I prodded her, reminding her that my intentions may be genuine. That seemed to relax her. “Ok, do you know I have a four-year-old daughter? When I was 17, a guy I was dating got me pregnant and my mother insisted that I should marry him. I wanted to abort but my mother said ‘no way’. Ok, I was living with the guy with my pregnancy, he behaved well for a little time, but later he started beating and starving me. I knew I was going to just have the baby and leave him. And that was what happened?” Where were you living then? “My family raised me in Sura area. Do you know Isale Eko very well?” I nodded in affirmation. “That’s where my family is.” So if the man comes here and sees you, how will you feel? “He cannot see me.” What if he does? “I’m a chameleon, even if he comes here when I’m working, he can never recognise me. You should know na.” “I know most you if not all of you don’t answer your real names; what’s your real name? I must first start relating with you as my best friend from now, so I must at least know my friend.” She took a long hard look at me as if sizing me up.

“I have never spoken to a stranger about myself the way I have spoken to you. What else do you want? Should the management know I’m speaking to you like this, I will be fired.” But I’m looking at our lives beyond this place, we can be better people, friends and if you promise to change, maybe I will give you more than you ever expect from a stranger. “I will never tell you my real name until I’m sure I can trust you.” On the average, how much do you make in a week? “It depends, maybe N30, 000, N20,000, it’s not really stable.”

But what do you do with that money? How much savings do you have? “We spend most of what we earn to look good and take care of ourselves. I can’t really tell you that this is how much savings I have.” If you find someone who really wants to date you, will you quit stripping? “I don’t know o, but I think I will change if I can trust the person.” I asked about her educational background and she didn’t seem to like that. “Do I sound like an illiterate?” “No, I didn’t mean to insult you. I was just wondering what we can get with your certificate,” I replied. “I was 17 when I got pregnant and I was in SS3. I was ashamed and couldn’t finish.” At this point, I could glimpse she felt a sense of disappointment about her past and really wanted to discontinue the chat. Then we drifted away to talk showbiz, her favourite games and in no time, she got her groove back. “But what kind of job would you like to do?” “I like hair styling. All of us cannot be in banks.” Which area of Lagos would you like to open your salon? “I like Egbeda area, the place is busy and as busy as it is, they hardly report criminal cases there.”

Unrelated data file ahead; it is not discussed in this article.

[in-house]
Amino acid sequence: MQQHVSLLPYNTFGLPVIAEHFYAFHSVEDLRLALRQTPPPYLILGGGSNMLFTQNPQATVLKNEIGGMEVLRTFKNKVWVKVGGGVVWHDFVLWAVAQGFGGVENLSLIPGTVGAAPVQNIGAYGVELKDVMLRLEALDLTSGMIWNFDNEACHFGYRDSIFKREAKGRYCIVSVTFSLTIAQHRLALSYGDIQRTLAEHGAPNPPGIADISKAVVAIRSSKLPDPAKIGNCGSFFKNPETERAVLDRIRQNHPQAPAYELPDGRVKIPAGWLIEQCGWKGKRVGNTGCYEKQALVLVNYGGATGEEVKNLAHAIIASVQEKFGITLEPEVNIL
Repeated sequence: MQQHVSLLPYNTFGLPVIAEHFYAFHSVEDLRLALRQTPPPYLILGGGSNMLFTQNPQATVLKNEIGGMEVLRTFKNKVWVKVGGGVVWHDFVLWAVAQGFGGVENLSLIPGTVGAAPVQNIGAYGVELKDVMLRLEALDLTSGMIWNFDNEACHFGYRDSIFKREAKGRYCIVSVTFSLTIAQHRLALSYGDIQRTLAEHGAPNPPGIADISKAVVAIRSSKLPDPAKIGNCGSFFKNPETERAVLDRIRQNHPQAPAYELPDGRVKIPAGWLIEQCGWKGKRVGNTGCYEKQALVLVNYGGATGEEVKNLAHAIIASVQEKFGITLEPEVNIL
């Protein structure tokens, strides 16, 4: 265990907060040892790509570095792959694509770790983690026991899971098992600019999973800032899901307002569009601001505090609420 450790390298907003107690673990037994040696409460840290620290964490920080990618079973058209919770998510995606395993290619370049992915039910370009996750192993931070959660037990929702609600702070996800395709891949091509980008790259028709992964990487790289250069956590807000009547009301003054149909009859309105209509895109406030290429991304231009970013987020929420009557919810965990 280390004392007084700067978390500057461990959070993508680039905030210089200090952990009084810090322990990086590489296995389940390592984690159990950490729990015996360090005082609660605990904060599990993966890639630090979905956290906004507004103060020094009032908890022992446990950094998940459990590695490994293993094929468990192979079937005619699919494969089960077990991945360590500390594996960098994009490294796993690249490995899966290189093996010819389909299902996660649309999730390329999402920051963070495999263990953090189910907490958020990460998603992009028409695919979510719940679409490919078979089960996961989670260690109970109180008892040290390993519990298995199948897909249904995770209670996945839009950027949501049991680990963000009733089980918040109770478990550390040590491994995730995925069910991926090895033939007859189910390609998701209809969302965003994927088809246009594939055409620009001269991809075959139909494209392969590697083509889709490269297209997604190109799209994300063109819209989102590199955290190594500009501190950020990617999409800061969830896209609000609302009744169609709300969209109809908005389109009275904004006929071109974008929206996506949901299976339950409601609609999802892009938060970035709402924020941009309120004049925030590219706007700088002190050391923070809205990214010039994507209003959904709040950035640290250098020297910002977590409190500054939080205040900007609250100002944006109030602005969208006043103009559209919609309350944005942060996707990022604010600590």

At The Cave, a big bottle of Orijin sells for N600, likewise Star lager beer and in almost two hours, the bill swelled to N5, 400. Now, Nana, the paranoid stripper is letting loose and building up streaks of trust gradually. She would later do her own probing. “I think I like you, even when we were working, I noticed you just paid and said ‘it’s okay’ when I wanted to give you a dance. Are you married?” I’m happy you asked, but this is the most important area of my life that I would love to share with you the next time we see. “No, I want to know now”, she insisted, a hint of disappointment in her eyes. I would be coming back to see her, I promised. “It’s a long story and you know I have to drive back home, the traffic is building up already.” She hopped out of her seat in a huff and as I made to call her name, she looked back again, pensive, returned to the table but refused to sit. She muttered, “are you for real?” I told her, I was. I hit the road not long afterwards, wondering how often she hears such patronising comments. And, of course, hoping that my wife wouldn’t read this!

http://newtelegraphonline.com/a-strippers-tale-we-spend-all-we-earn-on-looking-good-and-taking-care-of-ourselves/